Historic Decks – 2014 YCS Toronto 1st Place Shaddolls

HAT format, which took place during the middle of 2014, is widely regarded as one of the most diverse formats in Yu-Gi-Oh! history. A plethora of crazy and innovative decks made the top cut across many events. What many players were not aware of was the storm brewing ahead. Specifically, the release of Duelist Alliance to the TCG on August 14/15th, 2014.

The set introduced new archetypes such as Satellarknights, Burning Abyss, and Shaddolls. These three decks alone would be responsible for the transition to a new era. Hand-Artifact-Traptrix, Sylvans, Mermails, and Infernities are just a handful of decks that became mostly if not completely irrelevant. Old decks just weren’t equipped to handle the power creep.

YCS Toronto would be the biggest testing ground for the completely new metagame so far. Going into the event, Burning Abyss was relatively unappreciated. It was a TCG exclusive that didn’t already have a developed strategy from the OCG. That left most players looking to Satellarknights and Shaddolls.

None other than Patrick Hoban would be the one to lead Shaddolls to victory. I’ll leave his deck profile below for you to peruse and reference as needed. Afterward, we’ll talk about both Shaddolls holistically and Hoban’s build specifically.

Patrick Hoban’s Shaddoll Deck
Monsters Black Luster Soldier – Envoy of the Beginning x1
Chaos Sorcerer x2
Shaddoll Beast x3
Shaddoll Squamata x2
Shaddoll Dragon x2
Shaddoll Hedgehog x1
Shaddoll Falco x1
Raiden, Hand of the Lightsworn x3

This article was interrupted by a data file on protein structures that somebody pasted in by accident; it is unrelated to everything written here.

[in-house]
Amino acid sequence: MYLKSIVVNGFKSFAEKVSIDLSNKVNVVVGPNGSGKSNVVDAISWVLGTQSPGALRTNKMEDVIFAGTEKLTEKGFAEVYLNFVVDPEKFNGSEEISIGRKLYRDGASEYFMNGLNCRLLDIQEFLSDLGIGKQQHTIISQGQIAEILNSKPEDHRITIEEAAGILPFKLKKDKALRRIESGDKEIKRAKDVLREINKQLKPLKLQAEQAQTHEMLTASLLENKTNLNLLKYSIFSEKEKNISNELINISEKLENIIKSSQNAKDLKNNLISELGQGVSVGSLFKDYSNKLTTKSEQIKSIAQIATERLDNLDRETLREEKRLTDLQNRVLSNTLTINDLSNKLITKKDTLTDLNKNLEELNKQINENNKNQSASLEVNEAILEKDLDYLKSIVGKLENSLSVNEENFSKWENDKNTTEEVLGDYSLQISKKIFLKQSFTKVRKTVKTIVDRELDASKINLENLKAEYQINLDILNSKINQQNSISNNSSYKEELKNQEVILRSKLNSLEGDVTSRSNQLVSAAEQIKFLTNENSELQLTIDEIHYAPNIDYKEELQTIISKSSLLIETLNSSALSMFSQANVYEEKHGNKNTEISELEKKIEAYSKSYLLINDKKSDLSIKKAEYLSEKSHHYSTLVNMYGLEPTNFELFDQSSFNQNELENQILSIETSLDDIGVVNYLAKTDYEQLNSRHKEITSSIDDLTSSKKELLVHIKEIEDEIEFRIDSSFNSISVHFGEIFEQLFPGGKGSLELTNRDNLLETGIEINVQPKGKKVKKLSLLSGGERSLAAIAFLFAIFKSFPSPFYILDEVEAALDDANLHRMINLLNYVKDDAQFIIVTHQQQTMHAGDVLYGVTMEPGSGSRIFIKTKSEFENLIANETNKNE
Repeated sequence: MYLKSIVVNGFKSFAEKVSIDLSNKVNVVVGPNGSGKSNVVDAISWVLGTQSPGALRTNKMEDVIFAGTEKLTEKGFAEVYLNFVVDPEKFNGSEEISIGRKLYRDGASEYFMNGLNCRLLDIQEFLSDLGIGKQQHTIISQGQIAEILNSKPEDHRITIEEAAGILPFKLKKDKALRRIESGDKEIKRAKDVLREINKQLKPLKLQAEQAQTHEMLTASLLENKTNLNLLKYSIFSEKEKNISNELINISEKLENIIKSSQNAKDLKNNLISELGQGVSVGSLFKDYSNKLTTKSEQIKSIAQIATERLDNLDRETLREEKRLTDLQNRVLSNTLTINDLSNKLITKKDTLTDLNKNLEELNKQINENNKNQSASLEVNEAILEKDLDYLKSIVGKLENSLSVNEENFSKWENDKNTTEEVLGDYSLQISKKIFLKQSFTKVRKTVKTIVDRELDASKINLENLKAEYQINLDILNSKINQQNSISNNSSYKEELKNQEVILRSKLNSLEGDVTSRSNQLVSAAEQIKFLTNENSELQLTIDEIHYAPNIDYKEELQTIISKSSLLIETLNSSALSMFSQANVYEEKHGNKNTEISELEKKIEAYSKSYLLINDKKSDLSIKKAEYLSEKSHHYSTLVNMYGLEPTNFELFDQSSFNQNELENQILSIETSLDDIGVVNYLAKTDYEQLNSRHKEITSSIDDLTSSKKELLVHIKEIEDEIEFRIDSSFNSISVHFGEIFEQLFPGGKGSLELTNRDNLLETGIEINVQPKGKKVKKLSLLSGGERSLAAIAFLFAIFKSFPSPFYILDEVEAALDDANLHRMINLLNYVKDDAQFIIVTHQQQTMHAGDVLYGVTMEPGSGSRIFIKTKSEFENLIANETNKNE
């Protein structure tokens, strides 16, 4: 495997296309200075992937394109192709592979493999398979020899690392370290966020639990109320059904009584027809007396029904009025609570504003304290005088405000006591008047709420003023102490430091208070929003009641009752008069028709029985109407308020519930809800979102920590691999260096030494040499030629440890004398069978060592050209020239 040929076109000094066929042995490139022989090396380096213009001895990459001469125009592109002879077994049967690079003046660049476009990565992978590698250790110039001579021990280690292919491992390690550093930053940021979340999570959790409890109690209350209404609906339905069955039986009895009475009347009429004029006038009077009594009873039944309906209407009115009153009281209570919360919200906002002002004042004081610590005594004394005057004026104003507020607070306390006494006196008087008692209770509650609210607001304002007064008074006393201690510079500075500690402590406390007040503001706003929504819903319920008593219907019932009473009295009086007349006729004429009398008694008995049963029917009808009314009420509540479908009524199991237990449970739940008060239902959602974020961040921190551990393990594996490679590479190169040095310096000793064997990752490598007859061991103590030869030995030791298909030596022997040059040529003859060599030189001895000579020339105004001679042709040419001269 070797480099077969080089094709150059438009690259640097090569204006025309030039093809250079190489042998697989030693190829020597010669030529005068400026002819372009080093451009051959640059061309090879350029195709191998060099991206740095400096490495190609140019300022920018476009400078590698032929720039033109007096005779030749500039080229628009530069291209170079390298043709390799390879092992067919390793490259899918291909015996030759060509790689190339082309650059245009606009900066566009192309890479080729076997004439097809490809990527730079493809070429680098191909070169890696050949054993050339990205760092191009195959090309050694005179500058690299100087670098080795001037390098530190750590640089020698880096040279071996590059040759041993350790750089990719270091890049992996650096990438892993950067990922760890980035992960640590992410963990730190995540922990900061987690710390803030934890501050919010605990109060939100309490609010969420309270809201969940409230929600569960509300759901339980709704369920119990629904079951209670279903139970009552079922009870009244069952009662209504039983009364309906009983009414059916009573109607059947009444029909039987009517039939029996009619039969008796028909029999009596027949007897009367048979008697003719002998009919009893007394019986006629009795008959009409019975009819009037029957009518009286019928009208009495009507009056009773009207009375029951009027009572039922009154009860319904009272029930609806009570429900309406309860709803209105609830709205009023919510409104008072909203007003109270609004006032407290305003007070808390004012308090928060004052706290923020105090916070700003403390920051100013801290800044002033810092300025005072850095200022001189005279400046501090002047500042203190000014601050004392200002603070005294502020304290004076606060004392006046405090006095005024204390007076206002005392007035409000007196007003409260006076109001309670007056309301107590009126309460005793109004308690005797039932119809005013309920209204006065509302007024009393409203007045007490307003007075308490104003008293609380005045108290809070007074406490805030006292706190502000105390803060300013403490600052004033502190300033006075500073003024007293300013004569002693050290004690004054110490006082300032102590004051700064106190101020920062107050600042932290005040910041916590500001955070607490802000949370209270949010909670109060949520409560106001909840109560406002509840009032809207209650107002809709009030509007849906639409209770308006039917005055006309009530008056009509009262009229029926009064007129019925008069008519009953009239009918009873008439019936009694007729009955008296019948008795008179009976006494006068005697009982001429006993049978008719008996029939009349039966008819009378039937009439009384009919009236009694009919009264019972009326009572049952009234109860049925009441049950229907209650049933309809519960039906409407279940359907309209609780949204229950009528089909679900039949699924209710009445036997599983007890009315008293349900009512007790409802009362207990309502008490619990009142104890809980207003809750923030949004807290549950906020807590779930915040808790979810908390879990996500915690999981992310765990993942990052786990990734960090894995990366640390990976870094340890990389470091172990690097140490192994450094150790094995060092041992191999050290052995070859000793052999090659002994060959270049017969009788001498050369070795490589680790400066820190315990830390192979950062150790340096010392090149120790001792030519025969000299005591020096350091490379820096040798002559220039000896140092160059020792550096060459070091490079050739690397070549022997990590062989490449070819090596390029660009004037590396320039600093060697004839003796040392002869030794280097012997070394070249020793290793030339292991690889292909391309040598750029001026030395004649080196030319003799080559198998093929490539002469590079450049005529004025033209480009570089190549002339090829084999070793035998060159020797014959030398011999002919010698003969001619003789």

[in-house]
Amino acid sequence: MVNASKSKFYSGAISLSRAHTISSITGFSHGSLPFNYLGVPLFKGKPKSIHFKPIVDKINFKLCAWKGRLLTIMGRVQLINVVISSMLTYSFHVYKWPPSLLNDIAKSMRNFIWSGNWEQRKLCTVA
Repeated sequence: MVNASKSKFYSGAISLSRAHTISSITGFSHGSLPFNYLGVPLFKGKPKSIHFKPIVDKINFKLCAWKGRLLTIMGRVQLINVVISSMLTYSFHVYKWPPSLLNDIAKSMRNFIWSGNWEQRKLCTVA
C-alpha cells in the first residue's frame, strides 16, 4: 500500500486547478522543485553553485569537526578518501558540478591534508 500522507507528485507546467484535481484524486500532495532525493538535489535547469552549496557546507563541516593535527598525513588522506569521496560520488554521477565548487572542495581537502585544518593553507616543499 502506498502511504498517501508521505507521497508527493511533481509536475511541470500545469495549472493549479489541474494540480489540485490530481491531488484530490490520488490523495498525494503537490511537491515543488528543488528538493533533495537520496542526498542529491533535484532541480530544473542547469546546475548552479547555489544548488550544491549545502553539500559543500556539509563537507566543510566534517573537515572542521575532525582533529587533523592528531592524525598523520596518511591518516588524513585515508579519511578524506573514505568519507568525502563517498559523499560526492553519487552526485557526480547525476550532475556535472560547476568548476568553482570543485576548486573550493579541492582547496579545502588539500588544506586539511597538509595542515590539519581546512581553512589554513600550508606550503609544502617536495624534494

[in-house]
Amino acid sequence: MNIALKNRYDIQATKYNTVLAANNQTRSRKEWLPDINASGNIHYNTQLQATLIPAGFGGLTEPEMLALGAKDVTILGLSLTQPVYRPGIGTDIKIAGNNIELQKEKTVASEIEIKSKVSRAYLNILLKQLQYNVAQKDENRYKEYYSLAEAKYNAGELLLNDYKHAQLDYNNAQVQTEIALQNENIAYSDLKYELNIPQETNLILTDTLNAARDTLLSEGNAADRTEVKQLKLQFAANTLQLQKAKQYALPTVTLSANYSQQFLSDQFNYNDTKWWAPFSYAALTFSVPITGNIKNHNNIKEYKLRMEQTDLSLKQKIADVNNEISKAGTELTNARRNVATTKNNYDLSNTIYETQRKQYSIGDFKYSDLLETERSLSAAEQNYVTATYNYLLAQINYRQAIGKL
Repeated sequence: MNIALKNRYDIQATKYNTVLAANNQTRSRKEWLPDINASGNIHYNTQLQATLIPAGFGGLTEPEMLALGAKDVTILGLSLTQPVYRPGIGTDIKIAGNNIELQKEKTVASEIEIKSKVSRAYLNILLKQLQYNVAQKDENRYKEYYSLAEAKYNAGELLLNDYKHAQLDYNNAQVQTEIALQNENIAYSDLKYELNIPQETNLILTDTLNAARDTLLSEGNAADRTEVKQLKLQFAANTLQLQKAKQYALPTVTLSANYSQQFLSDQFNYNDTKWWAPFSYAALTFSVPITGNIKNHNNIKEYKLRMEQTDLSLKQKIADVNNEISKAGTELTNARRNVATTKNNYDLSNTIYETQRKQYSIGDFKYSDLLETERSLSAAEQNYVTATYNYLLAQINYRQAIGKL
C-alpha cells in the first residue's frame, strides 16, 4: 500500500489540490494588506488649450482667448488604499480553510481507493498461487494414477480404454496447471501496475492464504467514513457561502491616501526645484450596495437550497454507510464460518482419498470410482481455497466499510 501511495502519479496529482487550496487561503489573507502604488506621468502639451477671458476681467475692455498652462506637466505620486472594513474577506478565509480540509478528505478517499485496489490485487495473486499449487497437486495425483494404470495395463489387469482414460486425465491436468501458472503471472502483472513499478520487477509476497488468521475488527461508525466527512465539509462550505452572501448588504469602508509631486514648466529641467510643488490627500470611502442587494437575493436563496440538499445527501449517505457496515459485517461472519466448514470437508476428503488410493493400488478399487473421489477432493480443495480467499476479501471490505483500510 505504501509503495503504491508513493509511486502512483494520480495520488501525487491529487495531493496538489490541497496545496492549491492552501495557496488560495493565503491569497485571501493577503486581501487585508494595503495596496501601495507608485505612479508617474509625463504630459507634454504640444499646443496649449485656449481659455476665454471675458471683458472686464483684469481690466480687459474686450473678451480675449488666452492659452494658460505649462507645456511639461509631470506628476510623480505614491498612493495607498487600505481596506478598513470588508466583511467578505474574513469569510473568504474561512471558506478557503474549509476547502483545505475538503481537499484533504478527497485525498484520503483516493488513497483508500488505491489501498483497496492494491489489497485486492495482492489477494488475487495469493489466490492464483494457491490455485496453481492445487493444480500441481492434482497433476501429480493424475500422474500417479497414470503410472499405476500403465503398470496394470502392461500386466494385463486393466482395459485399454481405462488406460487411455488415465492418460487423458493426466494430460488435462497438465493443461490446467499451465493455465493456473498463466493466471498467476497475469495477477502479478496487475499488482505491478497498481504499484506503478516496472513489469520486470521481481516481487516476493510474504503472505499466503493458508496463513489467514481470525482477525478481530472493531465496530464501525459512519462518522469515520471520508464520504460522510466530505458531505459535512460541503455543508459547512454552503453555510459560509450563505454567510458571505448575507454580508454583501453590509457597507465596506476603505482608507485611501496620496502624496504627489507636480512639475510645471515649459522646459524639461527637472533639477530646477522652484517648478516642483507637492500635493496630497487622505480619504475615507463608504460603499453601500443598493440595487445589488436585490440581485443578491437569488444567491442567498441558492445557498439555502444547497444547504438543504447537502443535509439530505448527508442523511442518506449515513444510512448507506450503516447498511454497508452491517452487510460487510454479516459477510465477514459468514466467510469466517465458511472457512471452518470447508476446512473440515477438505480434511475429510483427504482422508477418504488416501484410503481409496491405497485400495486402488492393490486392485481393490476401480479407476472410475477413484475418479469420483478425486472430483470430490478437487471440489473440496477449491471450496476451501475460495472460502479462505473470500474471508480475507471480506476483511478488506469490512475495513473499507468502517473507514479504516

Lyla, Lightsworn Sorceress x2
Black Dragon Collapserpent x2
White Dragon Wyverburster x2
Spells Shaddoll Fusion x3
Super Polymerization x3
Soul Charge x3
Upstart Goblin x3
Charge of the Light Brigade x1
Allure of Darkness x1
Traps Vanity’s Emptiness x3
Sinister Shadow Games x2
Extras El Shaddoll Construct x3
El Shaddoll Winda x2
Castel, the Skyblaster Musketeer x2
Abyss Dweller x1
Evilswarm Nightmare x1
Number 61: Volcasaurus x1
Arcanite Magician x1
Scrap Dragon x1
Black Rose Dragon x1
Stardust Spark Dragon x1
Goyo Guardian x1
Side Flying “C” x3
Mystical Space Typhoon x3
Rivalry of Warlords x3
Ryko, Lightsworn Hunter x2
Mind Control x1
Chain Disappearance x1
Compulsory Evacuation Device x1
Sinister Shadow Games x1

High Impact Monsters

The first thing we’re going to talk about is the impactfulness of every individual monster. Within the Shaddoll archetype, every main deck monster had a FLIP effect and an effect that triggered when it goes to the graveyard. These effects included drawing cards, searching from the deck, and removing opponents’ cards. They’re high value by design. This is a requirement for a fusion deck like Shaddolls to function at a high level.

The list also included some cards that would traditionally be classified as “Chaos.” Black Luster Soldier – Envoy of the Beginning and Chaos Sorcerer are relatively free to summon and can bring down the hurt. Both are relatively large monsters and can banish monsters that are tricky to get rid of through battle or float when destroyed. Black Dragon Collapserpent and White Dragon Wyverburster were newer “Chaos” cards that saw a lot of play in Shaddolls (especially after Hoban won this event). They were primarily fodder for Xyz and Synchro Summons and could self-replace if used for the latter.